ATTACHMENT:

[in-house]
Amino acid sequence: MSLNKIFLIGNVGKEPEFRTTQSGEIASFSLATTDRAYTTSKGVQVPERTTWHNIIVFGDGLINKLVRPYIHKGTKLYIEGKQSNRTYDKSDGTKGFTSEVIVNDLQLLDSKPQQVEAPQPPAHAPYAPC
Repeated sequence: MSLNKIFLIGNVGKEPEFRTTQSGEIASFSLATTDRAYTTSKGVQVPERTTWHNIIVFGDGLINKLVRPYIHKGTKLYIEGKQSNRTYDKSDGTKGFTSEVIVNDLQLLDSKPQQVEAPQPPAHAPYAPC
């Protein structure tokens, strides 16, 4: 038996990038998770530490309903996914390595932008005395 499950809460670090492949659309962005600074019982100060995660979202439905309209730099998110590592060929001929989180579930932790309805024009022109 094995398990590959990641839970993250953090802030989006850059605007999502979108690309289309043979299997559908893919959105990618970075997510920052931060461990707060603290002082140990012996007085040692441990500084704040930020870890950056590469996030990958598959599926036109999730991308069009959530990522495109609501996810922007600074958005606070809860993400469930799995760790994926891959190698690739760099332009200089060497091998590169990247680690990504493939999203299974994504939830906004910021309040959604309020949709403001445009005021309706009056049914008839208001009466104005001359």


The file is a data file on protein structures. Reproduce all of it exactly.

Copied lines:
[in-house]
Amino acid sequence: MSLNKIFLIGNVGKEPEFRTTQSGEIASFSLATTDRAYTTSKGVQVPERTTWHNIIVFGDGLINKLVRPYIHKGTKLYIEGKQSNRTYDKSDGTKGFTSEVIVNDLQLLDSKPQQVEAPQPPAHAPYAPC
Repeated sequence: MSLNKIFLIGNVGKEPEFRTTQSGEIASFSLATTDRAYTTSKGVQVPERTTWHNIIVFGDGLINKLVRPYIHKGTKLYIEGKQSNRTYDKSDGTKGFTSEVIVNDLQLLDSKPQQVEAPQPPAHAPYAPC
């Protein structure tokens, strides 16, 4: 038996990038998770530490309903996914390595932008005395 499950809460670090492949659309962005600074019982100060995660979202439905309209730099998110590592060929001929989180579930932790309805024009022109 094995398990590959990641839970993250953090802030989006850059605007999502979108690309289309043979299997559908893919959105990618970075997510920052931060461990707060603290002082140990012996007085040692441990500084704040930020870890950056590469996030990958598959599926036109999730991308069009959530990522495109609501996810922007600074958005606070809860993400469930799995760790994926891959190698690739760099332009200089060497091998590169990247680690990504493939999203299974994504939830906004910021309040959604309020949709403001445009005021309706009056049914008839208001009466104005001359």